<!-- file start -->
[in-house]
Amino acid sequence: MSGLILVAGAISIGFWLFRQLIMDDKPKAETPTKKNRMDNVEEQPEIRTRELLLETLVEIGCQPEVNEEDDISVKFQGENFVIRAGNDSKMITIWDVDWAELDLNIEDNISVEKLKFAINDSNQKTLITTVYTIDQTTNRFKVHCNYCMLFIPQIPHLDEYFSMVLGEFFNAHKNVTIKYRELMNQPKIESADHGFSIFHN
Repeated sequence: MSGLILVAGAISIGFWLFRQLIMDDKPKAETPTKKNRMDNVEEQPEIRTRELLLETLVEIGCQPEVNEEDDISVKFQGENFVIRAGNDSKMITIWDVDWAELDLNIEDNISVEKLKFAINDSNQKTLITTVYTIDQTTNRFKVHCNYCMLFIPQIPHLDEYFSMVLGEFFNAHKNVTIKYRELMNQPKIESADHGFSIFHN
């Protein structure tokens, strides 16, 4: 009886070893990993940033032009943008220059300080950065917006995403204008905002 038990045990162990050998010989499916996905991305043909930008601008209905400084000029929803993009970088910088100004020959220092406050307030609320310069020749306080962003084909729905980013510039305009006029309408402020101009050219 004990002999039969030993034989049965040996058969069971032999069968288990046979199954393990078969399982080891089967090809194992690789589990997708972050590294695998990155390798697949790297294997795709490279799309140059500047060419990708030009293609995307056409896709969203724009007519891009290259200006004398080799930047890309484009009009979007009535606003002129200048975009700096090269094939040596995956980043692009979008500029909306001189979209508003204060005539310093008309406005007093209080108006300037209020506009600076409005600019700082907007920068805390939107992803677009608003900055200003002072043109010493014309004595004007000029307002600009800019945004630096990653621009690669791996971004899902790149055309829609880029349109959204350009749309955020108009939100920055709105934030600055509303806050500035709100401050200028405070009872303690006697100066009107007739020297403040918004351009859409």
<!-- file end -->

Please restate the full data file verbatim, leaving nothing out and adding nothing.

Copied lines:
[in-house]
Amino acid sequence: MSGLILVAGAISIGFWLFRQLIMDDKPKAETPTKKNRMDNVEEQPEIRTRELLLETLVEIGCQPEVNEEDDISVKFQGENFVIRAGNDSKMITIWDVDWAELDLNIEDNISVEKLKFAINDSNQKTLITTVYTIDQTTNRFKVHCNYCMLFIPQIPHLDEYFSMVLGEFFNAHKNVTIKYRELMNQPKIESADHGFSIFHN
Repeated sequence: MSGLILVAGAISIGFWLFRQLIMDDKPKAETPTKKNRMDNVEEQPEIRTRELLLETLVEIGCQPEVNEEDDISVKFQGENFVIRAGNDSKMITIWDVDWAELDLNIEDNISVEKLKFAINDSNQKTLITTVYTIDQTTNRFKVHCNYCMLFIPQIPHLDEYFSMVLGEFFNAHKNVTIKYRELMNQPKIESADHGFSIFHN
């Protein structure tokens, strides 16, 4: 009886070893990993940033032009943008220059300080950065917006995403204008905002 038990045990162990050998010989499916996905991305043909930008601008209905400084000029929803993009970088910088100004020959220092406050307030609320310069020749306080962003084909729905980013510039305009006029309408402020101009050219 004990002999039969030993034989049965040996058969069971032999069968288990046979199954393990078969399982080891089967090809194992690789589990997708972050590294695998990155390798697949790297294997795709490279799309140059500047060419990708030009293609995307056409896709969203724009007519891009290259200006004398080799930047890309484009009009979007009535606003002129200048975009700096090269094939040596995956980043692009979008500029909306001189979209508003204060005539310093008309406005007093209080108006300037209020506009600076409005600019700082907007920068805390939107992803677009608003900055200003002072043109010493014309004595004007000029307002600009800019945004630096990653621009690669791996971004899902790149055309829609880029349109959204350009749309955020108009939100920055709105934030600055509303806050500035709100401050200028405070009872303690006697100066009107007739020297403040918004351009859409």